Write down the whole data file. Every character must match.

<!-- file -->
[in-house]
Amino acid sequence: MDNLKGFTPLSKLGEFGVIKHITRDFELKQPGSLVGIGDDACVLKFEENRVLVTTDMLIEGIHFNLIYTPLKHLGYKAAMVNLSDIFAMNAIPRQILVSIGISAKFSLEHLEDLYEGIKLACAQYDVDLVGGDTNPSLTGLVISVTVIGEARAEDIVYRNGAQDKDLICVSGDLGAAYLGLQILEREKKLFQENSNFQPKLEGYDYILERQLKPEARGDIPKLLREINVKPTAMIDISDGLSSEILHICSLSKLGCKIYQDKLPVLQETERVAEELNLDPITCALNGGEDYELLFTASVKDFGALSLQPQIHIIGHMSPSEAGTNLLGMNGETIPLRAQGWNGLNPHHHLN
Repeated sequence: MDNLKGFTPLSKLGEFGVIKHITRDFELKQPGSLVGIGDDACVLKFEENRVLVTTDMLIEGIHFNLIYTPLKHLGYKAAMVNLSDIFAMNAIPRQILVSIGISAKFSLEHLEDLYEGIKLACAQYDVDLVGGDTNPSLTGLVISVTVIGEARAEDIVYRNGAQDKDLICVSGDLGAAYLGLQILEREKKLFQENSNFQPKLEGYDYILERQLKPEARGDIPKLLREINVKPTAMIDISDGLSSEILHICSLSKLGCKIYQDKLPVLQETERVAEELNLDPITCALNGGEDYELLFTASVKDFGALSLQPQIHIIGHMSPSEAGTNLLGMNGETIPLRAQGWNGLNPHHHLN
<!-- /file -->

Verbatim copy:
[in-house]
Amino acid sequence: MDNLKGFTPLSKLGEFGVIKHITRDFELKQPGSLVGIGDDACVLKFEENRVLVTTDMLIEGIHFNLIYTPLKHLGYKAAMVNLSDIFAMNAIPRQILVSIGISAKFSLEHLEDLYEGIKLACAQYDVDLVGGDTNPSLTGLVISVTVIGEARAEDIVYRNGAQDKDLICVSGDLGAAYLGLQILEREKKLFQENSNFQPKLEGYDYILERQLKPEARGDIPKLLREINVKPTAMIDISDGLSSEILHICSLSKLGCKIYQDKLPVLQETERVAEELNLDPITCALNGGEDYELLFTASVKDFGALSLQPQIHIIGHMSPSEAGTNLLGMNGETIPLRAQGWNGLNPHHHLN
Repeated sequence: MDNLKGFTPLSKLGEFGVIKHITRDFELKQPGSLVGIGDDACVLKFEENRVLVTTDMLIEGIHFNLIYTPLKHLGYKAAMVNLSDIFAMNAIPRQILVSIGISAKFSLEHLEDLYEGIKLACAQYDVDLVGGDTNPSLTGLVISVTVIGEARAEDIVYRNGAQDKDLICVSGDLGAAYLGLQILEREKKLFQENSNFQPKLEGYDYILERQLKPEARGDIPKLLREINVKPTAMIDISDGLSSEILHICSLSKLGCKIYQDKLPVLQETERVAEELNLDPITCALNGGEDYELLFTASVKDFGALSLQPQIHIIGHMSPSEAGTNLLGMNGETIPLRAQGWNGLNPHHHLN